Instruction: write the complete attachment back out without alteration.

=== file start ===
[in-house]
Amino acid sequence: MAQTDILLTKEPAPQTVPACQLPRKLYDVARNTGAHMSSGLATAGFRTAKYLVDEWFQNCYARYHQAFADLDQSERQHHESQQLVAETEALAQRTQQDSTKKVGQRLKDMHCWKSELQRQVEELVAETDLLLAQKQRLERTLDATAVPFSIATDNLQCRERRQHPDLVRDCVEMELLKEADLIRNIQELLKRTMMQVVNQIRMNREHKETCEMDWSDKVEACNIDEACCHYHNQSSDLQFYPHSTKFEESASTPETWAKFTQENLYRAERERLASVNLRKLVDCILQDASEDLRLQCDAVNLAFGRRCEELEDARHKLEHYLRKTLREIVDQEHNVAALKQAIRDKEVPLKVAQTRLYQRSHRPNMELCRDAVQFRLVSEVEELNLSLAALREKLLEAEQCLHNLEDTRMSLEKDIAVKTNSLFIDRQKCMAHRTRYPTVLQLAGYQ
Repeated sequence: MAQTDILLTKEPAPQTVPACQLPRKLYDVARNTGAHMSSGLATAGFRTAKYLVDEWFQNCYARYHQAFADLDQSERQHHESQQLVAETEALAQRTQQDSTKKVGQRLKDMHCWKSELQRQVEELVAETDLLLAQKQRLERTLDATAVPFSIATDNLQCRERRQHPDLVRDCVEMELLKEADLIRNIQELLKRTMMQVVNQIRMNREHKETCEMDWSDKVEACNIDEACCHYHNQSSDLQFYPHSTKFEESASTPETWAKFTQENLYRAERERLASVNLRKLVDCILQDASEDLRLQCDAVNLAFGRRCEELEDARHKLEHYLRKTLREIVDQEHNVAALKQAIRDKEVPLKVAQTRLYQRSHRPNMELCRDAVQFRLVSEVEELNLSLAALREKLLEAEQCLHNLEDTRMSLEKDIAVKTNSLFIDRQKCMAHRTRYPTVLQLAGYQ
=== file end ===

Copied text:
[in-house]
Amino acid sequence: MAQTDILLTKEPAPQTVPACQLPRKLYDVARNTGAHMSSGLATAGFRTAKYLVDEWFQNCYARYHQAFADLDQSERQHHESQQLVAETEALAQRTQQDSTKKVGQRLKDMHCWKSELQRQVEELVAETDLLLAQKQRLERTLDATAVPFSIATDNLQCRERRQHPDLVRDCVEMELLKEADLIRNIQELLKRTMMQVVNQIRMNREHKETCEMDWSDKVEACNIDEACCHYHNQSSDLQFYPHSTKFEESASTPETWAKFTQENLYRAERERLASVNLRKLVDCILQDASEDLRLQCDAVNLAFGRRCEELEDARHKLEHYLRKTLREIVDQEHNVAALKQAIRDKEVPLKVAQTRLYQRSHRPNMELCRDAVQFRLVSEVEELNLSLAALREKLLEAEQCLHNLEDTRMSLEKDIAVKTNSLFIDRQKCMAHRTRYPTVLQLAGYQ
Repeated sequence: MAQTDILLTKEPAPQTVPACQLPRKLYDVARNTGAHMSSGLATAGFRTAKYLVDEWFQNCYARYHQAFADLDQSERQHHESQQLVAETEALAQRTQQDSTKKVGQRLKDMHCWKSELQRQVEELVAETDLLLAQKQRLERTLDATAVPFSIATDNLQCRERRQHPDLVRDCVEMELLKEADLIRNIQELLKRTMMQVVNQIRMNREHKETCEMDWSDKVEACNIDEACCHYHNQSSDLQFYPHSTKFEESASTPETWAKFTQENLYRAERERLASVNLRKLVDCILQDASEDLRLQCDAVNLAFGRRCEELEDARHKLEHYLRKTLREIVDQEHNVAALKQAIRDKEVPLKVAQTRLYQRSHRPNMELCRDAVQFRLVSEVEELNLSLAALREKLLEAEQCLHNLEDTRMSLEKDIAVKTNSLFIDRQKCMAHRTRYPTVLQLAGYQ